Real time caught up with me as that car slammed into my side. The driver of that car was not wearing his seat belt and as our cars crashed together and became a pile of so much scrap metal, he flew through his windshield and his head hit my side window, splintering it.
He cried out, once, before he passed out. I stared at his blood seeping into the cracks in my window as I tried to wrap my head around what had just happened. He died, hair and bits of skull mangled in bits of both our cars, while I sat there, trapped and unable to move any part of my body.
It wasn’t until later, that I realized the fact that I was in no pain was a bad thing. It turns out massive shock and the severing of one’s spinal cord at the L4 vertabra can do that to a person.
The pain, the fear, and just about any other bad feeling or emotion you can think of didn’t come until I woke up that first time in the hospital, my hospital, with my collegues looking down at me with pity in their eyes. It was the absolute …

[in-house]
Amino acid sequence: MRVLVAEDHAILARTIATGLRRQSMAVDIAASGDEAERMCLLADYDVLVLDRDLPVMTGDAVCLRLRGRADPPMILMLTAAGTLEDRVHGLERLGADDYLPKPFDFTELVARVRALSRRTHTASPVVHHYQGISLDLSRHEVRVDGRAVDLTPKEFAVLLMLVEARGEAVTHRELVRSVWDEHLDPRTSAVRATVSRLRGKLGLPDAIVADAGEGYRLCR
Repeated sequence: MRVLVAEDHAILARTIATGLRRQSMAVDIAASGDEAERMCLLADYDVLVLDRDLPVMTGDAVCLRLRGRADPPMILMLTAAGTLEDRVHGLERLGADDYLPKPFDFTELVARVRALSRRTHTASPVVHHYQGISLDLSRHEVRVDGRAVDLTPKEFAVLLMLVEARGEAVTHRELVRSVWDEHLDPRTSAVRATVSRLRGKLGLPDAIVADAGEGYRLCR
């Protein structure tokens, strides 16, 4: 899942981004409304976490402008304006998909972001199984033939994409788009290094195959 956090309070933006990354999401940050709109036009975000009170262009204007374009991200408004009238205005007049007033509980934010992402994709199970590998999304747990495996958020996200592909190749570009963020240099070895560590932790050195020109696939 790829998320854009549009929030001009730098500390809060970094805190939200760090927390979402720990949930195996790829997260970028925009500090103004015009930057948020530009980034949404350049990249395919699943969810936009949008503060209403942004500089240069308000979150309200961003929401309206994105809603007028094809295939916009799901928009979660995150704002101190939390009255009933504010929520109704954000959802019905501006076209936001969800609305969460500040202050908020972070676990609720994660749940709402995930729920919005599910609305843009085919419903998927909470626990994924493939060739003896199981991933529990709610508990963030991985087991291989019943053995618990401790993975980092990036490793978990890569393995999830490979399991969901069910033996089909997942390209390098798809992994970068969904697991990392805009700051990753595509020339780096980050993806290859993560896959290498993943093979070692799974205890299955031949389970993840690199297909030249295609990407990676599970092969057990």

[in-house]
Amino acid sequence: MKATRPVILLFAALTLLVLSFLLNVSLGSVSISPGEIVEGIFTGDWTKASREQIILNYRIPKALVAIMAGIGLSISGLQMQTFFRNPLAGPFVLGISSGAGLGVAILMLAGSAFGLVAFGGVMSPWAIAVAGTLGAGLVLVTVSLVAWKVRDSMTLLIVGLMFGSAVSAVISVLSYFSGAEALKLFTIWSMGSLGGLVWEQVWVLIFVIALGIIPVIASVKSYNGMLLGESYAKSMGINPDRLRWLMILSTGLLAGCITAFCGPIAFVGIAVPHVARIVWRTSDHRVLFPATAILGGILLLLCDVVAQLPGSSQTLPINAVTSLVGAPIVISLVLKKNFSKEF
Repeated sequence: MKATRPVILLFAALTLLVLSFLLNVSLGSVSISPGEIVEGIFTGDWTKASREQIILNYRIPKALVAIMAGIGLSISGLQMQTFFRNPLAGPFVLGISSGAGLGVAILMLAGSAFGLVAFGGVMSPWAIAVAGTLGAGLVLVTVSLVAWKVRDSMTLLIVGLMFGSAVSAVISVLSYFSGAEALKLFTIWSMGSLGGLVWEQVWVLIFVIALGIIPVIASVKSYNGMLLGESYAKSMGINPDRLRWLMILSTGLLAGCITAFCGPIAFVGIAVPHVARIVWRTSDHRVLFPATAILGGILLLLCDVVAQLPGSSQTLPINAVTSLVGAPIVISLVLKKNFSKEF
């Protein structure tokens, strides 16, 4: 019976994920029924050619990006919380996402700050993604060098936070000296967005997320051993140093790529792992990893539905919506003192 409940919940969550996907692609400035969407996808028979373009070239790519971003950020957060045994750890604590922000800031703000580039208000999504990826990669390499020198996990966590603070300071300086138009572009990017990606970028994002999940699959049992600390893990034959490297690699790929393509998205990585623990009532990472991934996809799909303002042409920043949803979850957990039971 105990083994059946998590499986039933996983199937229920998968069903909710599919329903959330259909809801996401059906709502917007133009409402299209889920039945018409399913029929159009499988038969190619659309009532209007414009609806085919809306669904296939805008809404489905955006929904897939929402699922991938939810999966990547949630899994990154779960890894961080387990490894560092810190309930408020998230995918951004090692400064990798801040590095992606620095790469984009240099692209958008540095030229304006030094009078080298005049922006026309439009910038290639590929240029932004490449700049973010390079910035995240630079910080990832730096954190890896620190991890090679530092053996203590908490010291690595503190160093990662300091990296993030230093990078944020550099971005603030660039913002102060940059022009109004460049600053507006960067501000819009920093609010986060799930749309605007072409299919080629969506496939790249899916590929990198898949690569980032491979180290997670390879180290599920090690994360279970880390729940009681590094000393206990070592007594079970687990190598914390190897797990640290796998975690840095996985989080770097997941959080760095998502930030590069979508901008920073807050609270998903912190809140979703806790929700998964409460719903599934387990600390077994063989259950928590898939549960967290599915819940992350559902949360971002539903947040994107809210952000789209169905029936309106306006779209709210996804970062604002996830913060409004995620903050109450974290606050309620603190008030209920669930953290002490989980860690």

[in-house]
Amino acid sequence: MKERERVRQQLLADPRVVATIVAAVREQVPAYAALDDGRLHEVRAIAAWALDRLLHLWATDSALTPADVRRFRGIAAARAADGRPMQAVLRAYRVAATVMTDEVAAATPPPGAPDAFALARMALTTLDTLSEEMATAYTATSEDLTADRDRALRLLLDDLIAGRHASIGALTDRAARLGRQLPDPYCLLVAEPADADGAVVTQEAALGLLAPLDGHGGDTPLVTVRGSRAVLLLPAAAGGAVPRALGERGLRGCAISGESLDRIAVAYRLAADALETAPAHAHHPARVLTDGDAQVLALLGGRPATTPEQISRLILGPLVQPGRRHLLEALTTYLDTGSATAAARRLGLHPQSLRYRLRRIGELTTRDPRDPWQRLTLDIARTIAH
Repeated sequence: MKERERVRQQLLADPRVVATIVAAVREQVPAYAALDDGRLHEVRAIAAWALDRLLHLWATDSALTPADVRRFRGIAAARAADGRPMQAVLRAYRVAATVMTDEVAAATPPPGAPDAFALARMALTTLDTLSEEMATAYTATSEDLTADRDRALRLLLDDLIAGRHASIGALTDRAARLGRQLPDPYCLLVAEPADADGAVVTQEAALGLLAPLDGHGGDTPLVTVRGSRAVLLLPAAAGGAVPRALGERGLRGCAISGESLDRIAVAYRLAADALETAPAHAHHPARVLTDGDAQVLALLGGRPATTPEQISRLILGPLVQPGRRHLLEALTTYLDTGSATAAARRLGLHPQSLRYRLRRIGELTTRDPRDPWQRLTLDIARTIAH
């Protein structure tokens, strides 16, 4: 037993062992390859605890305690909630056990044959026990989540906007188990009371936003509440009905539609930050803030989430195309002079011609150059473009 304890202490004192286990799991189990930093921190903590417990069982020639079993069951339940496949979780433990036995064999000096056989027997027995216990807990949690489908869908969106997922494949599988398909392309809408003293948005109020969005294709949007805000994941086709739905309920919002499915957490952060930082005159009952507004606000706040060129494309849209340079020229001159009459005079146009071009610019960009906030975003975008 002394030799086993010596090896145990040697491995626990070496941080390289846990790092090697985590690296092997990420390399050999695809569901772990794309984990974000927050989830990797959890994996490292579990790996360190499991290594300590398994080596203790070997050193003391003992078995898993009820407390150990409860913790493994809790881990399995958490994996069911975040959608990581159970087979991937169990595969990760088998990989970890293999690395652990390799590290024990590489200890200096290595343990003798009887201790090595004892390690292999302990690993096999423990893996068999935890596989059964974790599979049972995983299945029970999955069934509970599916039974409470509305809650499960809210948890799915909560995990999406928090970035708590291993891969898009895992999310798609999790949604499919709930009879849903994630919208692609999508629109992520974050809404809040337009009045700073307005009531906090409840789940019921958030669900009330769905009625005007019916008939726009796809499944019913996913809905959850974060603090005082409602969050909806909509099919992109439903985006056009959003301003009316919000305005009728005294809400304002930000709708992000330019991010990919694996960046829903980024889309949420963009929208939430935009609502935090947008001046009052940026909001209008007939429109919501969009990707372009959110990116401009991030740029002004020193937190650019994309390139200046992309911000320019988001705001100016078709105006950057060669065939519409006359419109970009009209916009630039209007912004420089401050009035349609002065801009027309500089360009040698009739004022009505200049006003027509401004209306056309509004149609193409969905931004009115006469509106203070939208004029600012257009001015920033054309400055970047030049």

I woke up with a start as I heard my name being called. I hated my nightmares. Not because they were so horrible but because it seemed I watched them from outside myself, emotionless, uncaring. It was like I was directing the movie of my life. I could tell the actor playing me everything I had felt; I could tell him what his motivation or whatever was. But I couldn't feel anything anymore. And that was why my dreams were terrifying. I was a husk of a man, sent away to be useless out of sight in the name of recovery.
I turned toward the sound of my name being called again and saw a man in the white pants and green polo of the “health resort” I was staying at. He looked about ten years younger than me, with an open and genuine face surrounded by a riot of curling brown hair. The sun shone off his brilliant green eyes and they sparkled with the smile that formed his lips.
In my old life, I would have thought him attractive. Now, I just waited for him to tell me what he was doing here so I could get back to my nap on the beach.